It's because we Americans are so afraid of what could happen that we can turn a myopic eye toward present day American atrocities such as Abu Graib, Guantanamo, rendition, waterboarding, and especially war. Fear robs us of our reason, and permits us to rationalize suspension of the normal rules of conduct between different human beings. The more frightened we become, the more willing we are to trade away the very liberty and freedom we claim to love, that we still profess as being central to our American way of life.

We Americans appear to have fallen in love with this false, perfected image of ourselves. And we love this image more than we love other people or places. We regard the rest of the world's problems as an unwelcome interference to our imaginary ideology-an ideology that exists solely in the lies our political and religious leaders tell us, and the systems they're creating to enforce such beliefs.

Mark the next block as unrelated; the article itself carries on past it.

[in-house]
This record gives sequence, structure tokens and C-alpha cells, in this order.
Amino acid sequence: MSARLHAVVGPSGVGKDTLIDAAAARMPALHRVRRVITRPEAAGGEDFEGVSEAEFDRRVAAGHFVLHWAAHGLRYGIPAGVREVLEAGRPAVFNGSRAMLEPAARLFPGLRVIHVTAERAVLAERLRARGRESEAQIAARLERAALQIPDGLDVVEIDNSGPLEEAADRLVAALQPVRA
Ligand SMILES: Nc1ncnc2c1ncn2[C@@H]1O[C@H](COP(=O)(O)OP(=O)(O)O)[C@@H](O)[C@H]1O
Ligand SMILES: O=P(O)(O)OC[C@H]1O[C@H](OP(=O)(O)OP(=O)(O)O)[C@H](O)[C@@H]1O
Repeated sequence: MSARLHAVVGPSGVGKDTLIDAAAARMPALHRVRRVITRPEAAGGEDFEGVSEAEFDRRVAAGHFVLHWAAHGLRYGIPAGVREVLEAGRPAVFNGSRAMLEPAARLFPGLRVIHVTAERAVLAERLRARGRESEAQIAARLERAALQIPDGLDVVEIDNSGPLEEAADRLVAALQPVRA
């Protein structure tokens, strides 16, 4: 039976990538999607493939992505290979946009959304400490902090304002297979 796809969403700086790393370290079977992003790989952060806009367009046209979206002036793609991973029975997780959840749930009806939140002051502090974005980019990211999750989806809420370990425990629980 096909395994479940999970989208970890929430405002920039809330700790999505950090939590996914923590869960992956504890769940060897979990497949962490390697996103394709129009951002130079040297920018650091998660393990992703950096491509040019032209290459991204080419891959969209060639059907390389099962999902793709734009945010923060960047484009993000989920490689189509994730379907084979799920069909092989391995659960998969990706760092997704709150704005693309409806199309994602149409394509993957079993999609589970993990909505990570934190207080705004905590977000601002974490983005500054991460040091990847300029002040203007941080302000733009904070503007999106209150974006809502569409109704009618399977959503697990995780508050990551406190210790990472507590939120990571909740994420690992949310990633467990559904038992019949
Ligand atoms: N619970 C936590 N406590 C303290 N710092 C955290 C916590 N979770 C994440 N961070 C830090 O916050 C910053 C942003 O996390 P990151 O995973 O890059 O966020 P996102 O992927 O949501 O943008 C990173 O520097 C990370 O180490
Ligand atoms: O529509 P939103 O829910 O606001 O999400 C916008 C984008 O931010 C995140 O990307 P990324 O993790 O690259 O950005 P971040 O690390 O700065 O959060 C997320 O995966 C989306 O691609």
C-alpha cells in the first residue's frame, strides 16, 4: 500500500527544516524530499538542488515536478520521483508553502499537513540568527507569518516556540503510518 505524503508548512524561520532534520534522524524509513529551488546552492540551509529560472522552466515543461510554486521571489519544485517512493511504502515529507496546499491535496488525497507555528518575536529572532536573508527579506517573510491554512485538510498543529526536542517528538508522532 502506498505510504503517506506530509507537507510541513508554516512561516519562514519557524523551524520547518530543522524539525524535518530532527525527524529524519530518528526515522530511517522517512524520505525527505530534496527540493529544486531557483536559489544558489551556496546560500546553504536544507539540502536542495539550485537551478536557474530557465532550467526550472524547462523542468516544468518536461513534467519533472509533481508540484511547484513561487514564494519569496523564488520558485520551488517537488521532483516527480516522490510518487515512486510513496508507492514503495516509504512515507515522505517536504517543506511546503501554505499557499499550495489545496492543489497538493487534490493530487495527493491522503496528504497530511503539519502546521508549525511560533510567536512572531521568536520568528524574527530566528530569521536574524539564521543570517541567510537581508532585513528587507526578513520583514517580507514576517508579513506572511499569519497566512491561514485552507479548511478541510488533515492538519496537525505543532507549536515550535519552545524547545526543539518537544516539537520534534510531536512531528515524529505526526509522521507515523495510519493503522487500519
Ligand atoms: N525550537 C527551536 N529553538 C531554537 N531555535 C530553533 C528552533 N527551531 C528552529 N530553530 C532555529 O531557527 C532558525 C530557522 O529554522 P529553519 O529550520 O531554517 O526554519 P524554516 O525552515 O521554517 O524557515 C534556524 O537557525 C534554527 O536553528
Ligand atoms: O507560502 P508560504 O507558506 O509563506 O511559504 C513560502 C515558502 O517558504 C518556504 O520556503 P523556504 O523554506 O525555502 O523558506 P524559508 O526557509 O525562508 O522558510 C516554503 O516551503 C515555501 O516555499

If we should fear anyone, we should rightly fear these people who love their systems to maintain their false ideology more than they love other people. Because the flip side of the love they hold for their perfected image of themselves is the hatred they hold for anyone or anything that interferes with the realization of an ideology and self image that was already false to begin with. Like the prima donnas they reveal themselves to be, they assume the whole world's stage is exclusively theirs, so they can't coexist peacefully with other ideologies, other systems, other images, or other people.

In their global capitalist system, economic inequality is acceptable, desirable… it's the very engine of production. This means that our government and its corporate patrons must maintain this inequality because they believe that inequality creates wealth. Globalization's features are the true face in America's mirror.

This globalization can't reason like the rest of us; it can't learn wisely. Its ruthless logic is often compared to that of an addict: "Where can I get my next fix?" Wisdom dictates that if a mistake is made, then it's corrected the next time around. But when addicts err they can only feel their own pain, and their only thought is where they can get more. So we are burdened with a global economic model that thinks like an addict. And that's a dangerous situation for us and everyone else.